Our 19 yr old cat had been fighting liver cancer for quite a while. In his old age, he had become unsteady on his feet. Well the poor guy tried to climb the cat tree in our house (we have 5 others) and fell. Unfortunately in his fall, he ruptured something internally and was bleeding. We took him to this clinic, which is our local emergency clinic, on Labor Day. His condition was dire and we had already decided he didn't have very long to live, so we wanted to avoid him suffering or any heroics. The staff here worked quickly to triage our baby and helped us end his suffering quickly. While it was a very, VERY sad day for us - we had spent nearly 20 wonderful years with this little guy - he (and us) were treated well during this emotional and stressful time.Thank you to the entire team here for treating us quickly and efficiently. The long waits at an after-hours emergency vet clinic are sometimes horrible. We know the doctors do their best, but I can't express enough how much pet parents appreciate it when the clinic has the people and processes in place to support quick response to even less-than-life-threatening injuries.
Choosing the right vet for your pet can be tough. After all, your furry friend can't tell you how he or she feels about the doctor. Even though you're not the one treated by the vet, whoever your animal sees is obviously your decision. Since many veterinary diseases and injuries can turn into emergencies very quickly, it's important to have a go-to vet. This way, you can ensure you'll know whom to see when your animal needs care.
Speak to your friends and family about vets who've treated their pets. You can even talk to your groomer or an animal shelter worker for referrals. When you visit the clinics you've been referred to, check that the facility is clean, animals are separated and the staff is calm and courteous. Not all clinics are American Animal Hospital Association accredited. This accreditation isn't a legal necessity, though a clinic that's AAHA-accredited is guaranteed to offer high-quality medical care. To receive accreditation, the clinic has to meet the AAHA's standards in the areas of facility, equipment and quality care.
If you're looking for a specialist, you want to make sure he or she is board-certified to practice in that specific area of animal medicine. You'll want to make sure your vet is also convenient to visit, so there are factors to take into account.
The type of animal you own should play a part in which vet you choose as well. While your options are vast if you have a dog or cat, you may have to visit an avian clinic for your bird or an exotics clinic for your snake.
Just as there are many types of doctors, there are many types of vets. Some focus on livestock or house pets, while others may specialize in dentistry or surgery. They may work in a veterinary clinic or zoo, working specifically with the animals housed there, or travel to farms to work with livestock. Since horse racing and other equestrian activities are so popular, some vets are trained to work just with horses.
Diseases, like malaria and yellow fever are also transmitted through animals. Some vets have insight to diseases that affect both humans and animals. Vets have contributed to the treatment and cure of many diseases that plagued both humans and their furry friends.
Government agencies employ veterinarians as well. When an animal comes from a foreign land, these vets quarantine them and check for any diseases that may be present in an effort to control new diseases that can be brought into the country. Other Specific types of vets include:
A vet assistant works alongside the veterinarian and helps out around the clinic. In some cases, they may assist vets in surgery or restrain struggling animals during tests or lab work. The everyday duties of a veterinary assistant include; monitoring and caring for animals after surgery, keeping medical records, cleaning animals' teeth, feeding and bathing them, cleaning cages, sterilizing surgical equipment, giving animals medication, collecting samples for testing and performing laboratory tests, and offering grief counseling to pet owners.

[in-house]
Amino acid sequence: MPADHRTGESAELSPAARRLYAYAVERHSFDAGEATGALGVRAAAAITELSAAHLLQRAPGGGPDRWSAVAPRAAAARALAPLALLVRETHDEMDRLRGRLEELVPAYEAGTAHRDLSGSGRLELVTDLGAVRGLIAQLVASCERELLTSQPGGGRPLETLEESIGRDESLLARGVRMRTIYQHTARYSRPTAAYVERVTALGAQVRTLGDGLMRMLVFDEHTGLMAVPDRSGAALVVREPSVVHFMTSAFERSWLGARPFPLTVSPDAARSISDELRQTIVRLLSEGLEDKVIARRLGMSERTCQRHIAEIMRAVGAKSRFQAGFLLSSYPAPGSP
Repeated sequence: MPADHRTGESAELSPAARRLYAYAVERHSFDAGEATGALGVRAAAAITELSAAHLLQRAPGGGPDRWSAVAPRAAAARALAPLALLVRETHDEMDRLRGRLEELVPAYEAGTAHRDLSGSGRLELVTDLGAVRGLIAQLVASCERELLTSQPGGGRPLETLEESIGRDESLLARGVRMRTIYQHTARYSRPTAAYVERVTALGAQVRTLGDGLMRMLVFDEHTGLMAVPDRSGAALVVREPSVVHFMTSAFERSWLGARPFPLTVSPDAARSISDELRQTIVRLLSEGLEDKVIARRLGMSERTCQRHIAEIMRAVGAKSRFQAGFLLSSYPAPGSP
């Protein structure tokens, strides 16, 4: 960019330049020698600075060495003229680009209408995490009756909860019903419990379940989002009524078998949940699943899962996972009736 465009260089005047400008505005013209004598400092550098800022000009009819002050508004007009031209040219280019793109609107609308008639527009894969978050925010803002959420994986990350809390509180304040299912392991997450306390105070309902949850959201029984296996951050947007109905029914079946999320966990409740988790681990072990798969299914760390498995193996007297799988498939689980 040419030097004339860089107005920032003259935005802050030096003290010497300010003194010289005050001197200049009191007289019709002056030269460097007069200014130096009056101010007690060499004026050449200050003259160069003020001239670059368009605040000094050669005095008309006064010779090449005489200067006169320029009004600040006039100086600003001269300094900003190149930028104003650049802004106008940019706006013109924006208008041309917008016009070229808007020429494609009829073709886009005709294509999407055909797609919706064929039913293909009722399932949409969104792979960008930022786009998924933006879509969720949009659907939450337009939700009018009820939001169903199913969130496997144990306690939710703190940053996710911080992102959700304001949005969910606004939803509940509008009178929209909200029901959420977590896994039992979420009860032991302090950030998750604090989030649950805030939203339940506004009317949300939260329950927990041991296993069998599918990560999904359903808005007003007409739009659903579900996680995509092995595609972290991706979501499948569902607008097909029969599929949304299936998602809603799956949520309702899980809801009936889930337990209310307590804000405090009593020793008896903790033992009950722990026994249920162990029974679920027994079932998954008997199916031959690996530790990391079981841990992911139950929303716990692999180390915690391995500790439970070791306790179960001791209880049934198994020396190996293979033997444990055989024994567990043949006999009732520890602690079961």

It's a good idea to bring your pet to the vet regularly. This way, he or she becomes familiar and comfortable with the care providers, and you can stay on top of your pet's preventative care. If the animal is small enough, bring it to the office in a carrier. Just as you visit the doctor for a yearly check up, you should bring in your pet for regular check ups as well. During a routine veterinary visit, the vet will probably begin by asking you if there have been any changes in your pet's behavior or habits.
The vet will then take your pet's vitals, like weight, temperature, pulse and respiration rate, and perform a physical examination of the pet. During a physical exam, the vet checks the abdomen for swollen organs, and the legs, feet and joints for any potential problems. Depending on the age, breed or condition of your pet, your veterinarian may also check the eyes, ears and mouth.
When your vet conducts a full body examination, he or she will check out your pet's coat and skin, noting any hair loss, itchy spots or lumps. Keep note of your animal's shedding habits so you can let the vet know if anything seems abnormal. The vet will check for parasites, fleas, ticks, mites and heartworms as well.
Vaccinations are also important to your pet, especially if you have a cat or a dog, and your vet will suggest that you make sure they're current. Keeping up to date with vaccinations can prevent your furry friend from getting distemper, rabies, hepatitis and lyme disease. Some vaccinations last longer than others, so speak to your doctor about staying caught up with your animal's shots.
Just like your own health insurance, you want to make sure your animal is covered before he or she needs veterinary services. Some common animal surgeries can cost thousands of dollars, and you don't want to end up having to foot a surprise bill that costs more than your paycheck.
There's no set price for pet health insurance. Costs can depend on factors such as where you live, the age and breed of your pet, and how much coverage you want. Before you take out a pet insurance policy, you'll want to meet with your vet to go over what he or she thinks your animal should be covered for. Many vets believe that you should make sure cancer, chronic disease, hereditary and congenital disease, and common breed-related medical conditions are all addressed in your policy.
Some pet owners can't afford insurance for their pet, so there are other options to make paying for surprise pet visits as easy as possible. Some pet stores have wellness plans - which tend to be much cheaper than an insurance policy - that offer shots, check ups, screenings and discounts on various procedures your pet may need. A lot of veterinary offices offer payment plans for pricey procedures as well, as long as you have decent credit history. For a last-ditch option, there are even privately funded organizations that offer pet owners financial aid for their pet's treatments.